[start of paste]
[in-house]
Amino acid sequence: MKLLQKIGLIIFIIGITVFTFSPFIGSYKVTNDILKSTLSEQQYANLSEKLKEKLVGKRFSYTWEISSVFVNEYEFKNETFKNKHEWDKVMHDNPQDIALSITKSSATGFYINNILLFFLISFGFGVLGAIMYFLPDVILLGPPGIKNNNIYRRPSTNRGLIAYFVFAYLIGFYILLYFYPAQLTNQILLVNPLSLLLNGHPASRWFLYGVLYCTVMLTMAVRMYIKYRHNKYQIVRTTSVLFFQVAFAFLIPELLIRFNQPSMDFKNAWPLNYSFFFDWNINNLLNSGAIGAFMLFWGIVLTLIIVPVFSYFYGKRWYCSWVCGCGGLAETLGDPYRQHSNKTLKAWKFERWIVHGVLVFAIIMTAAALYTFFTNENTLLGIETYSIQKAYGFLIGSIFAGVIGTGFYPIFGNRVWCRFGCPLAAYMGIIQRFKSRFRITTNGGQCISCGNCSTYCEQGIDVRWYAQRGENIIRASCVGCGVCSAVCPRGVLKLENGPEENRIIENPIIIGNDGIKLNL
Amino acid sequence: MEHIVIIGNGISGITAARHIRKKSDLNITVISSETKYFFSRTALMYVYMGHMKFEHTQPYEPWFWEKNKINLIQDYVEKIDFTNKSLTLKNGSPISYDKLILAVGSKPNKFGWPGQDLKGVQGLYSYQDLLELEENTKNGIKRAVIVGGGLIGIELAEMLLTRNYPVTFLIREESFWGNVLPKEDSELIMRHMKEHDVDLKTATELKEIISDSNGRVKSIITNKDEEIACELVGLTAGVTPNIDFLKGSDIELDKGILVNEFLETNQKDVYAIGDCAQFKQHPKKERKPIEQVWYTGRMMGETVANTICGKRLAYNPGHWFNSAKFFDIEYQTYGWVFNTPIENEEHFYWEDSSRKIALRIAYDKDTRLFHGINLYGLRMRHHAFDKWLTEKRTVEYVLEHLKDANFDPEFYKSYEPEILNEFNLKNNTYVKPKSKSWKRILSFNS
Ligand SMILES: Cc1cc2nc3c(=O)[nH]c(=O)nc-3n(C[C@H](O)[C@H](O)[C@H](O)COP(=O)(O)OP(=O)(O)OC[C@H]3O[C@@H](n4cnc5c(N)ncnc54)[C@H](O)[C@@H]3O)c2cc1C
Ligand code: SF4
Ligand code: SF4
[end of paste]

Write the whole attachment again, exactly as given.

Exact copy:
[in-house]
Amino acid sequence: MKLLQKIGLIIFIIGITVFTFSPFIGSYKVTNDILKSTLSEQQYANLSEKLKEKLVGKRFSYTWEISSVFVNEYEFKNETFKNKHEWDKVMHDNPQDIALSITKSSATGFYINNILLFFLISFGFGVLGAIMYFLPDVILLGPPGIKNNNIYRRPSTNRGLIAYFVFAYLIGFYILLYFYPAQLTNQILLVNPLSLLLNGHPASRWFLYGVLYCTVMLTMAVRMYIKYRHNKYQIVRTTSVLFFQVAFAFLIPELLIRFNQPSMDFKNAWPLNYSFFFDWNINNLLNSGAIGAFMLFWGIVLTLIIVPVFSYFYGKRWYCSWVCGCGGLAETLGDPYRQHSNKTLKAWKFERWIVHGVLVFAIIMTAAALYTFFTNENTLLGIETYSIQKAYGFLIGSIFAGVIGTGFYPIFGNRVWCRFGCPLAAYMGIIQRFKSRFRITTNGGQCISCGNCSTYCEQGIDVRWYAQRGENIIRASCVGCGVCSAVCPRGVLKLENGPEENRIIENPIIIGNDGIKLNL
Amino acid sequence: MEHIVIIGNGISGITAARHIRKKSDLNITVISSETKYFFSRTALMYVYMGHMKFEHTQPYEPWFWEKNKINLIQDYVEKIDFTNKSLTLKNGSPISYDKLILAVGSKPNKFGWPGQDLKGVQGLYSYQDLLELEENTKNGIKRAVIVGGGLIGIELAEMLLTRNYPVTFLIREESFWGNVLPKEDSELIMRHMKEHDVDLKTATELKEIISDSNGRVKSIITNKDEEIACELVGLTAGVTPNIDFLKGSDIELDKGILVNEFLETNQKDVYAIGDCAQFKQHPKKERKPIEQVWYTGRMMGETVANTICGKRLAYNPGHWFNSAKFFDIEYQTYGWVFNTPIENEEHFYWEDSSRKIALRIAYDKDTRLFHGINLYGLRMRHHAFDKWLTEKRTVEYVLEHLKDANFDPEFYKSYEPEILNEFNLKNNTYVKPKSKSWKRILSFNS
Ligand SMILES: Cc1cc2nc3c(=O)[nH]c(=O)nc-3n(C[C@H](O)[C@H](O)[C@H](O)COP(=O)(O)OP(=O)(O)OC[C@H]3O[C@@H](n4cnc5c(N)ncnc54)[C@H](O)[C@@H]3O)c2cc1C
Ligand code: SF4
Ligand code: SF4